Though consumers and marketers are fairly aligned in their focus on Facebook—similar proportions of each segment use the social networking site—marketers tend to be out of synch with their audiences regarding the use of other popular social channels, according to a study by Pitney Bowes Software.
The new study reveals a disconnect between brands' eagerness to market via social media and consumers' attitudes about receiving messages via social channels.
Below, key findings from Pitney Bowes, based on an online survey of 3,000 adult consumers and 300 senior marketing decision-makers across five markets (Australia, France, Germany, the UK, and the US).
Across all markets, Facebook leads in adoption both by consumers and by marketers: 93% of consumers who use social media use Facebook, as do 84% of marketers who use social media for business.
However, marketers tend to be out of synch with their audiences regarding other social channels.
Among marketers who use social media for business and socialy-networked consumers:
- 57% of marketers say they use Twitter, compared with 31% of consumers who do so.
- 51% of marketers use Google+, compared with 21% of consumers.
- 41% of marketers have established a presence on YouTube, even though 53% of consumers use the video-sharing site.
A mere 5% of socially-networked consumers use Tumblr, compared with 26% of marketers.
Value of Being Liked
Social media users are more willing to receive messages from brands they have proactively followed or liked: 48% have a positive attitude toward seeing messages from brands they follow, whereas 18% have a negative attitude.
However, for brands consumers don't follow, the reverse is true: Only 18% of socially-networked consumers have a positive attitude toward communications from those brands, whereas 40% say they would be annoyed to receive such messages:
Spam, Pop-Ups Are the "Worst"
Socially-networked consumers rate "spam" and pop-up ads as their worst experiences of social media marketing (54%).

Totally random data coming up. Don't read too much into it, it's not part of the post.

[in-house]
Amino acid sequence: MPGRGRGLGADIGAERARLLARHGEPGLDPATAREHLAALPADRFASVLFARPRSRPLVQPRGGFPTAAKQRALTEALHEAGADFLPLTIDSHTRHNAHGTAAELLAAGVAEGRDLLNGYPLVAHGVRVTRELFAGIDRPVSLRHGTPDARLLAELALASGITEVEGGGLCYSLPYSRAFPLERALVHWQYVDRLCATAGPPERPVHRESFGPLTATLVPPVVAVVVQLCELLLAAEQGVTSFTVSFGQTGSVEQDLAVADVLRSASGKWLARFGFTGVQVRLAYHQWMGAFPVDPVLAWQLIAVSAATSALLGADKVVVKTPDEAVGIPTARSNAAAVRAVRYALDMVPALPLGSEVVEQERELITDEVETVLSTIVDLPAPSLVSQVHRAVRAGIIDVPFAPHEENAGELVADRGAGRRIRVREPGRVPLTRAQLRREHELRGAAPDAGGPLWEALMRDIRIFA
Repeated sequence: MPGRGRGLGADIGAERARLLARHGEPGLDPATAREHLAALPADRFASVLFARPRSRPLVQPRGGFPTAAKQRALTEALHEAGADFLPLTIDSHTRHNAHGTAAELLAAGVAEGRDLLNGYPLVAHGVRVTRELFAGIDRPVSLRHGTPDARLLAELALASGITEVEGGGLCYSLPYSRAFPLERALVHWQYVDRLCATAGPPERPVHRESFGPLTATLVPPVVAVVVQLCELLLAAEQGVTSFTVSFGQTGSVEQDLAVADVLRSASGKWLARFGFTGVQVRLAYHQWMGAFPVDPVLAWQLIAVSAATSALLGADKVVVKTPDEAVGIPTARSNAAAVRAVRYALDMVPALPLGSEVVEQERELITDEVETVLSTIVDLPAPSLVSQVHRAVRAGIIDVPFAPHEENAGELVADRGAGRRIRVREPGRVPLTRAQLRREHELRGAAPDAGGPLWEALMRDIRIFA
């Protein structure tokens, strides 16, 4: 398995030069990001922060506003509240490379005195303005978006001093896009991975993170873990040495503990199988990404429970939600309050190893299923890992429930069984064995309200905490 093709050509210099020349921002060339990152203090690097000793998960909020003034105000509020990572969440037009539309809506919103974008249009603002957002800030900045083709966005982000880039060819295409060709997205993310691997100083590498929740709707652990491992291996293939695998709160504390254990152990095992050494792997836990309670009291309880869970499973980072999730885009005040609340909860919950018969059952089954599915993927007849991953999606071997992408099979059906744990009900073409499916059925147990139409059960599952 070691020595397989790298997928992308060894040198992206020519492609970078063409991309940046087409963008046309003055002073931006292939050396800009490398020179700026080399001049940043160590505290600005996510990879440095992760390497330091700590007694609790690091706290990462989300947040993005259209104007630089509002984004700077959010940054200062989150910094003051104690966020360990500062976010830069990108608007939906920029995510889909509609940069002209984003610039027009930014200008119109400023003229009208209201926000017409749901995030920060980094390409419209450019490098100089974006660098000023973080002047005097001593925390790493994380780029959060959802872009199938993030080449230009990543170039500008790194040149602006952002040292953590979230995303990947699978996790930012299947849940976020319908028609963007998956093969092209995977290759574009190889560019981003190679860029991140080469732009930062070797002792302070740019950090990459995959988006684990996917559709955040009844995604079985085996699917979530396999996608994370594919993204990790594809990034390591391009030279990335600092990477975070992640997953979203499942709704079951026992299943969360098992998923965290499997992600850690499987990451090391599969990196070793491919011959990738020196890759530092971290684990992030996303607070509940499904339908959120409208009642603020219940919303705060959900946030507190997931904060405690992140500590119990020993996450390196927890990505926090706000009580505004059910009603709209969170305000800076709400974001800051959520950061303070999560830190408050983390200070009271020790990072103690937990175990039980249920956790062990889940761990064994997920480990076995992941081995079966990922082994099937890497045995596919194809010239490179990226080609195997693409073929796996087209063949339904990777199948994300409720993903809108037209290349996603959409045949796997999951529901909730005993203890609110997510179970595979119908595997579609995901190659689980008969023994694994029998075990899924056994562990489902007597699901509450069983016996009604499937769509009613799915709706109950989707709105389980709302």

Moreover, 65% of such consumers say they'd stop using a brand that upset or irritated them via its social media behavior.
Choosing the Right Tactics
There are also misconceptions about the usefulness of social media content:
- 21% of marketers say communications related to corporate responsibility are useful; only 12% of socially-networked consumers agree.
- 24% of marketers say newsletters communications are useful, compared with 9% of consumers who say the same.
- 36% of marketers say content related to customer surveys is useful, but only 12% of consumers agree.
By contrast, socially-networked consumers rank communications about discounts (38%), new products and services (36%), and sales (36%) as most relevant to them:
Power of Word-of-Mouth
More than three-quarters (78%) of social media users say they use social channels to primarily keep in touch with friends and family. Only one-quarter (26%) say they use social media primarily to follow brands.
Given those numbers, it is not surprising that peer recommendations hold more sway.
Among those consumers who had been sent relevant recommendations by friends, 84% said they took some type of action or even made a purchase.
About the data: Findings are based on an online survey of 3,000 adult consumers and 300 senior marketing decision-makers across five markets (Australia, France, Germany, the UK, and the US), conducted in September 2012.